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Ukraine swaps 200 prisoners with pro-Russian separatists

Ukrainian prisoners are escorted by pro-Russian separatists near the Mayorsk crossing point in the Donetsk region on December 29, 2019.
Ukrainian prisoners are escorted by pro-Russian separatists near the Mayorsk crossing point in the Donetsk region on December 29, 2019. Alexander Ermochenko, REUTERS
4 min

Ukraine and Russia-backed separatists in the country's war-torn east exchanged 200 prisoners on Sunday, swapping detained fighters for civilians and servicemen held captive in some cases for years in the breakaway regions.

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“The mutual release of the detainees has ended,” the presidential office in Kiev said in a statement on Facebook.

The Ukrainian presidency said Kiev received 76 captives, while separatist officials said the self-proclaimed Donetsk and Lugansk People's Republics took in a total of 124 people.

Russian President Vladimir Putin, German Chancellor Angela Merkel and French President Emmanuel Macron hailed the swap as "positive".

The agreement was concluded by Putin and Ukrainian President Volodymyr Zelenskiy in Paris in December.

The swap took place at a check point near the industrial town of Horlivka in the Donetsk region.

Kiev's forces have been battling separatists in the Donbass region of eastern Ukraine since 2014 in a conflict that has claimed more than 13,000 lives. Sporadic fighting continues despite a ceasefire agreement.

There have been several prisoner exchanges between Kiev and the rebels. In the last swap, conducted in December 2017, Ukraine handed over about 300 captives to pro-Russian separatists and took back around 70.

Relations between Ukraine and Russia collapsed following Moscow's annexation of the Crimean peninsula in 2014, and its subsequent supporut for separatists in the eastern Donbass region.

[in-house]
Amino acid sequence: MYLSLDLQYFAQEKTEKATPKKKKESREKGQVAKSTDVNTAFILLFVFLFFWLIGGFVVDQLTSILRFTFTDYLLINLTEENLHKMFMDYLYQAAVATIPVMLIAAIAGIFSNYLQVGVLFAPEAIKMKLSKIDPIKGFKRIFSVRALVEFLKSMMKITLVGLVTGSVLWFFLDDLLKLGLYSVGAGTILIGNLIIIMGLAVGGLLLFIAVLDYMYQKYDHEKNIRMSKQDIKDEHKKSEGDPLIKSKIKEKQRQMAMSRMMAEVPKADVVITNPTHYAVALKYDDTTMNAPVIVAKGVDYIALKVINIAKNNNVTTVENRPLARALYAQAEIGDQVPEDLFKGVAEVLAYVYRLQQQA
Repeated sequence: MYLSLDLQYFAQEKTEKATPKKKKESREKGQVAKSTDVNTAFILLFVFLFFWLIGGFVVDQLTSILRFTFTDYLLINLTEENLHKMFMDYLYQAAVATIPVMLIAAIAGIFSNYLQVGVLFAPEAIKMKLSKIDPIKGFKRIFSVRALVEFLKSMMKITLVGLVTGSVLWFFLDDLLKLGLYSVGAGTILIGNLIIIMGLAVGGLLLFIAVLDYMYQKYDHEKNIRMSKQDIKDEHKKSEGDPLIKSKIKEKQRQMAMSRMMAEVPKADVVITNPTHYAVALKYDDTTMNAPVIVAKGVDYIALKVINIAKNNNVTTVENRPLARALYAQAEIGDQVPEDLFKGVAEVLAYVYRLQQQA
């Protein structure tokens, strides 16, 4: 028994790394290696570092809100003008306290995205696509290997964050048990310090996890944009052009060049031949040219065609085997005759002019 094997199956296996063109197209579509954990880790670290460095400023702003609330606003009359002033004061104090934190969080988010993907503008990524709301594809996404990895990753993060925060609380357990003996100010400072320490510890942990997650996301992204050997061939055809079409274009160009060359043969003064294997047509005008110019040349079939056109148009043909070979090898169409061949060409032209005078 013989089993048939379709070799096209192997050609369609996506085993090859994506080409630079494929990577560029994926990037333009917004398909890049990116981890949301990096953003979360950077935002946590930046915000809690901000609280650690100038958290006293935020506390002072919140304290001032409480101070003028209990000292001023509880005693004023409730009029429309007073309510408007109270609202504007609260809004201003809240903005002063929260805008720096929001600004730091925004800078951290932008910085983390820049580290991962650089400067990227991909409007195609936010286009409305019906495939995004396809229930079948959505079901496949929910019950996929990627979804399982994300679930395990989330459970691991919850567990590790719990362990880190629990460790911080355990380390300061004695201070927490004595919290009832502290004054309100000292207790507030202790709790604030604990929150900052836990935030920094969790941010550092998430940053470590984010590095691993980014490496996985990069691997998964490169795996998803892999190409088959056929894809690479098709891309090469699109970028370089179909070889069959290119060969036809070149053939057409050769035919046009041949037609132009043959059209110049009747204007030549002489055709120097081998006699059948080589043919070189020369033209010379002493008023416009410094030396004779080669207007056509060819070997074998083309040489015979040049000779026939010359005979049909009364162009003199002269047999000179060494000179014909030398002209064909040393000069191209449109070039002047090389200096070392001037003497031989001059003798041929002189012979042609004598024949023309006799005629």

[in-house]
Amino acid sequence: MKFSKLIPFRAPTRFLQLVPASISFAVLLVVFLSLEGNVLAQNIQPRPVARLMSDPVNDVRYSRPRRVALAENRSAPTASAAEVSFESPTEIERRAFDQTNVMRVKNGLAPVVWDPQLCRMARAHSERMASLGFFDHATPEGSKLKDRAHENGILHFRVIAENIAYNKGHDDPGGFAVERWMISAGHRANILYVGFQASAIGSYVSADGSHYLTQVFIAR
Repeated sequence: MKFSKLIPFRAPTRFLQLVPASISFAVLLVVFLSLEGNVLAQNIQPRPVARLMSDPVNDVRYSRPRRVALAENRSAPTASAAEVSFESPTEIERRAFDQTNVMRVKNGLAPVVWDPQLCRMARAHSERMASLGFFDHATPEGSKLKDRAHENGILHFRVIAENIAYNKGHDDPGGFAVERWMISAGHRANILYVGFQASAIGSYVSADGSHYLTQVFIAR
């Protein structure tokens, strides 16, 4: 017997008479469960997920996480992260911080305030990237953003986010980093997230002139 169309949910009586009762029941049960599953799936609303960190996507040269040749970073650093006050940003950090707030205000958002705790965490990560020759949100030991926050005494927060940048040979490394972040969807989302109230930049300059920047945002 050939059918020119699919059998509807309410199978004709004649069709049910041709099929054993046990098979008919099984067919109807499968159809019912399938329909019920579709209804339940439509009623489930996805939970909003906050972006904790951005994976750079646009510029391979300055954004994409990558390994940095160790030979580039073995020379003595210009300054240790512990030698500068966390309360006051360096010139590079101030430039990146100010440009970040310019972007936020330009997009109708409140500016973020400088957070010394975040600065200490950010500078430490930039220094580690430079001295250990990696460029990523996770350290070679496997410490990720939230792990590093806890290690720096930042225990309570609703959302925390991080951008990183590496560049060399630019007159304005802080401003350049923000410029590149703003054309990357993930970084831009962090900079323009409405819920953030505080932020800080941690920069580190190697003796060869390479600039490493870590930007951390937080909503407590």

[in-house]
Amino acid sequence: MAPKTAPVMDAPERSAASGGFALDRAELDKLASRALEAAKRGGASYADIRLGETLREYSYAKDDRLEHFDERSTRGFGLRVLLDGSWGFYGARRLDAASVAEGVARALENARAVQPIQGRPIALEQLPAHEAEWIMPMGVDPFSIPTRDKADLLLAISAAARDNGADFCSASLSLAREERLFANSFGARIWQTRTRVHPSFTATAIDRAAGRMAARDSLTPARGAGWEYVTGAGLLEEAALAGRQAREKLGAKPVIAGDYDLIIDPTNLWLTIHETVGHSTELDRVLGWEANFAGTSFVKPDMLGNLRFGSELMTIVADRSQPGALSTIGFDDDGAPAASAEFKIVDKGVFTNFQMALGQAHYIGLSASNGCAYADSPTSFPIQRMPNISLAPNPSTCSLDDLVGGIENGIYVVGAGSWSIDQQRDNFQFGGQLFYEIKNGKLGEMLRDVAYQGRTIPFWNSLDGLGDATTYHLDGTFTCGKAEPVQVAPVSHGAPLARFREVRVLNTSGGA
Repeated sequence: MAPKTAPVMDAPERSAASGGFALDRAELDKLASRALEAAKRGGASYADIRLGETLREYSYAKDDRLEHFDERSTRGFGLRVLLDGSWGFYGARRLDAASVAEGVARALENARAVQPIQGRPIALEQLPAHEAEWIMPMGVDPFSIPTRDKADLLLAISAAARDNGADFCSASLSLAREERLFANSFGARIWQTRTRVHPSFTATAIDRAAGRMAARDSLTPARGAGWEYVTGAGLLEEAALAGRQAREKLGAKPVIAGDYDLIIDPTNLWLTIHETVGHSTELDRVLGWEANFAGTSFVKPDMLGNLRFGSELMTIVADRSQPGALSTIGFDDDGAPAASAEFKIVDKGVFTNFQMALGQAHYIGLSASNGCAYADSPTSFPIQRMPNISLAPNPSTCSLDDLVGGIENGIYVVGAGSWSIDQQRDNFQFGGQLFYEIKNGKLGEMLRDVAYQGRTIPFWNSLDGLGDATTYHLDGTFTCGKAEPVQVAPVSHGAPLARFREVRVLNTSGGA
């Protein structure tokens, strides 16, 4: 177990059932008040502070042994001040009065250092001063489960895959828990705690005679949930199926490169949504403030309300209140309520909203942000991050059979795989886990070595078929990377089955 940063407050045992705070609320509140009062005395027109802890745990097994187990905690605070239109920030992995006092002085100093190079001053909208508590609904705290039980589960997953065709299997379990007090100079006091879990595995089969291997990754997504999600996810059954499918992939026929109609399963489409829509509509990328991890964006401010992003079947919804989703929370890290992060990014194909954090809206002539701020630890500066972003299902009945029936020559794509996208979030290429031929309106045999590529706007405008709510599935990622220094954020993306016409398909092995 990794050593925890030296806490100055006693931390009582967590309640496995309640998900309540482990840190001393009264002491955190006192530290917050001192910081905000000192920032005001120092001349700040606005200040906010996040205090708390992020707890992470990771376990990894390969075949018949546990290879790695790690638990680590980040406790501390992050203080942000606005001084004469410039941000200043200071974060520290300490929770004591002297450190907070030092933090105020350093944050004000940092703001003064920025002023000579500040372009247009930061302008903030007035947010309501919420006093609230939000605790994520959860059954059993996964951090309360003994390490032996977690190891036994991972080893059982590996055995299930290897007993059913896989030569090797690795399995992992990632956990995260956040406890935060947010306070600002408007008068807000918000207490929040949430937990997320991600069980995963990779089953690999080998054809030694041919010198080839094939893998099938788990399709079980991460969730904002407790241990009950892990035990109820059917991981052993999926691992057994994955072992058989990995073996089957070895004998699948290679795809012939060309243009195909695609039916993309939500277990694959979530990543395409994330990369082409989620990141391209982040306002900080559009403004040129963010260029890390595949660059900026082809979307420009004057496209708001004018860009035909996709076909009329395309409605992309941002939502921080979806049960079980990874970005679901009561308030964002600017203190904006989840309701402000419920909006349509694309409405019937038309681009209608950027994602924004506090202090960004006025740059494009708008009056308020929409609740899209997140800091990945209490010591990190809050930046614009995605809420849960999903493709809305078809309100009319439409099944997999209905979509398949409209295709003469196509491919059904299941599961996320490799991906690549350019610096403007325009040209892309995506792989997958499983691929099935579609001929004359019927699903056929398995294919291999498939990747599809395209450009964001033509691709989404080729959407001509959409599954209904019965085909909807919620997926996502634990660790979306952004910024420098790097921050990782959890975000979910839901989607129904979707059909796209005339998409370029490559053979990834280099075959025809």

President Zelenskiy won a landslide election victory in April promising to end the conflict.

Widely criticized domestically for his plan to grant special status to Donbass to help end the five-year conflict, Zelenskiy's latest actions have given rise to cautious optimism.

In September, after a carefully negotiated rapprochement, Russia and Ukraine swapped dozens of prisoners. The move brought Western praise and hopes that relations between Moscow and Kiev could thaw.

The released Ukrainians included sailors detained by Russia during a clash in waters off Crimea last year, and filmmaker Oleg Sentsov, jailed in Russia.

The meeting of Ukrainian, Russian, German and French leaders earlier this month in Paris renewed optimism for a resolution to the conflict, and confirmed the relevance of an early peace agreement signed in Belarusian capital Minsk in 2015.

Relations between the two countries are also unlikely to be aggravated by a dispute in the gas sector, where Kiev and Moscow are arguing about a new transit contract to replace the current agreement which expires at the end of the year.

Ukraine has repeatedly accused Russia of using natural gas supplies to put pressure on the neighbouring state, but last week the parties managed to agree on the main points of a new deal.

(FRANCE 24 with AFP and REUTERS)
 

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